"2. Because he is a man, and not a chattel; and while as the latter, he may at any time be sold at public vendue under the American star–spangled banner, we rejoice to know that he will be recognised and protected as the former under the flag of England.
"3. Because, for several years past, he has nobly consecrated his time and talents, at great personal hazard, and under the most adverse circumstances, to the uncompromising advocacy of the cause of his enslaved countrymen.
"4. Because he visits England for the purpose of increasing, consolidating, and directing British humanity and piety against that horrible system of slavery in America, by which three millions of human beings, by creation the children of God, are ranked with four–footed beasts, and treated as marketable commodities.
"5. Because he has long been in their employment as a lecturing agent in Massachusetts, and has laboured with great acceptance and success; and from the acquaintance thus formed, they are enabled to certify that he has invariably conducted himself with great circumspection, and won for himself the sympathy, respect, and friendship of a very large circle of acquaintance."
The Coloured convention unanimously passed the following resolution:
"Resolved,—That we bid our brother, William Wells Brown, God speed in his mission to Europe, and commend him to the hospitality and encouragement of all true friends of humanity."
In a letter to an American journal, announcing his arrival at Liverpool, he speaks as follows:—
"No person of my complexion can visit this country without being struck with the marked difference between the English and the Americans. The prejudice which I have experienced on all and every occasion in the United States, and to some degree on board the Canada, vanished as soon as I set foot on the soil of Britain. In America I had been bought and sold as a slave, in the Southern States. In the so–called Free States I had been treated as one born to occupy an inferior position; in steamers, compelled to take my fare on the deck; in hotels, to take my meals in the kitchen; in coaches, to ride on the outside; in railways, to ride in the 'Negro car;' and in churches, to sit in the 'Negro pew.' But no sooner was I on British soil than I was recognised as a man and an equal. The very dogs in the streets appeared conscious of my manhood. Such is the difference, and such is the change that is brought about by a trip of nine days in an Atlantic steamer. * * * For the first time in my life, I can say 'I am truly free.' My old master may make his appearance here, with the constitution of the United States in his pocket, the fugitive slave law in one hand and the chains in the other, and claim me as his property; but all will avail him nothing. I can here stand and look the tyrant in the face, and tell him that I am his equal! England is, indeed, the 'land of the free, and the home of the brave.' "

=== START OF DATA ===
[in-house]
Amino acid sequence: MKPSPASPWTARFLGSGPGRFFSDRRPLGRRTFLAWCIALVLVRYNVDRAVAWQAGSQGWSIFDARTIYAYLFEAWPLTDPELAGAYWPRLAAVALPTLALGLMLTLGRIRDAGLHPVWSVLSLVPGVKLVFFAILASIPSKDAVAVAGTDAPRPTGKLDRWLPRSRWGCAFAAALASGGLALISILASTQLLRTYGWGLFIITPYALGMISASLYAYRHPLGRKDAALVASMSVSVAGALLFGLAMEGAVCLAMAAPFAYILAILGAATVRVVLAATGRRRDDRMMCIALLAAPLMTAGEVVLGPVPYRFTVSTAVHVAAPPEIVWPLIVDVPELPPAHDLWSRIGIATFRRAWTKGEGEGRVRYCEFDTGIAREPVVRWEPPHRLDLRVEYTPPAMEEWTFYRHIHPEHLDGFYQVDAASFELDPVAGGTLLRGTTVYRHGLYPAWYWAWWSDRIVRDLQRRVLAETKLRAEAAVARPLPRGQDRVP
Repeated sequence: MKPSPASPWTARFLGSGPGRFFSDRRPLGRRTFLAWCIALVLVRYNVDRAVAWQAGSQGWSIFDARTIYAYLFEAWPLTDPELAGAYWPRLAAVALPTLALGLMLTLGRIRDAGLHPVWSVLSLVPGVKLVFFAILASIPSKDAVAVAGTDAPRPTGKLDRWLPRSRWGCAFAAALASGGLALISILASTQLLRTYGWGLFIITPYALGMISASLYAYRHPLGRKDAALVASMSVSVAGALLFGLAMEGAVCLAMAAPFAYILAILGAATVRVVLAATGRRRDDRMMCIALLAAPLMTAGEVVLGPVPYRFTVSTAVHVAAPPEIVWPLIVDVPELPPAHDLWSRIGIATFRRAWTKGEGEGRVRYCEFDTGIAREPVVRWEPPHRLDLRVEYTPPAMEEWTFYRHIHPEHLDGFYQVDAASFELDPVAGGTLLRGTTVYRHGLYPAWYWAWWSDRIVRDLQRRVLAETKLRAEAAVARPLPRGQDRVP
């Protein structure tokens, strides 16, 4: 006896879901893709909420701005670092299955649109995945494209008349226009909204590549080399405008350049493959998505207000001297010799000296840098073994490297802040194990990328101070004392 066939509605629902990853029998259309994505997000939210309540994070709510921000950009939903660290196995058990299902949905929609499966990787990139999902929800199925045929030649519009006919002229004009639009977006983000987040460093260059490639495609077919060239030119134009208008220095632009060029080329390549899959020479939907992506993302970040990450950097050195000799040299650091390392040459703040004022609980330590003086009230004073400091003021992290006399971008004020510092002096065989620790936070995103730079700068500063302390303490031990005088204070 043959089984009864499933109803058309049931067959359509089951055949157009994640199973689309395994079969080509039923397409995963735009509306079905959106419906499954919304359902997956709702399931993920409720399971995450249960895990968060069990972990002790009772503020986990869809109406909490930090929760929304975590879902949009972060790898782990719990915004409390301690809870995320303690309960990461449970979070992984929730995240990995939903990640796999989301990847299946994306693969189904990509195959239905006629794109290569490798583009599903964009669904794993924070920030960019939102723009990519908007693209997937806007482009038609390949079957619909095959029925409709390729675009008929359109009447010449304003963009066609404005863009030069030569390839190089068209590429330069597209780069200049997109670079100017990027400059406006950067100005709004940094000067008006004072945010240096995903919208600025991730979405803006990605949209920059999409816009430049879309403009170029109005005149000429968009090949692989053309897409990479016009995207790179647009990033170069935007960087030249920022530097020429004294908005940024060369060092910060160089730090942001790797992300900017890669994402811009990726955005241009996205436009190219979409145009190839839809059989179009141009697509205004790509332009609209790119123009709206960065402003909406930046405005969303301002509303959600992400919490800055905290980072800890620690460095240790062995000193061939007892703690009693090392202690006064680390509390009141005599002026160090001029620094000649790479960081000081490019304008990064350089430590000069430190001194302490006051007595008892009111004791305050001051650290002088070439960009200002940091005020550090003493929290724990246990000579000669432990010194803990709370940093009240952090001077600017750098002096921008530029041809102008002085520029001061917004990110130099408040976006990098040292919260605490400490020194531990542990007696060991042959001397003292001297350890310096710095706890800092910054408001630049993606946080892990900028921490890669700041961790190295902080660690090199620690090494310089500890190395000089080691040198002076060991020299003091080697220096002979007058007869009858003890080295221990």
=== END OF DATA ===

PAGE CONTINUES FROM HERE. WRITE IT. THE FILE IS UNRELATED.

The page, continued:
The reception of Mr. Brown at the Peace Congress in Paris was most flattering. He admirably maintained his reputation as a public speaker. His brief address upon that "war spirit of America which holds in bondage nearly four millions of his brethren," produced a profound sensation. At its conclusion the speaker was warmly greeted by Victor Hugo, the Abbé Duguerry, Emile de Girardin, Richard Cobden, and every man of note in the assembly. At the soirée given by M. de Tocquerelle, the Minister for Foreign Affairs, and the other fetes given to the members of the Congress, Mr. Brown was received with marked attention.
Having finished his Peace Mission in France, he returned to England, where he was received with a hearty welcome by some of the most influential abolitionists of this country. Most of the fugitive slaves, and in fact nearly all of the coloured men who have visited Great Britain from the United States, have come upon begging missions, either for some society or for themselves. Mr. Brown has been almost the only exception. With that independence of feeling, which those who are acquainted with him know to be one of his chief characteristics, he determined to maintain himself and family by his own exertions—by his literary labours, and the honourable profession of a public lecturer. From nearly all the cities and large provincial towns he received invitations to lecture or address public meetings. The mayors, or other citizens of note, presided over many of these meetings. At Newcastle–upon–Tyne a soirée was given him, and an address presented by the citizens. A large and influential meeting was held at Bolton, Lancashire, which was addressed by Mr. Brown, and at its close the ladies presented to him the following address:—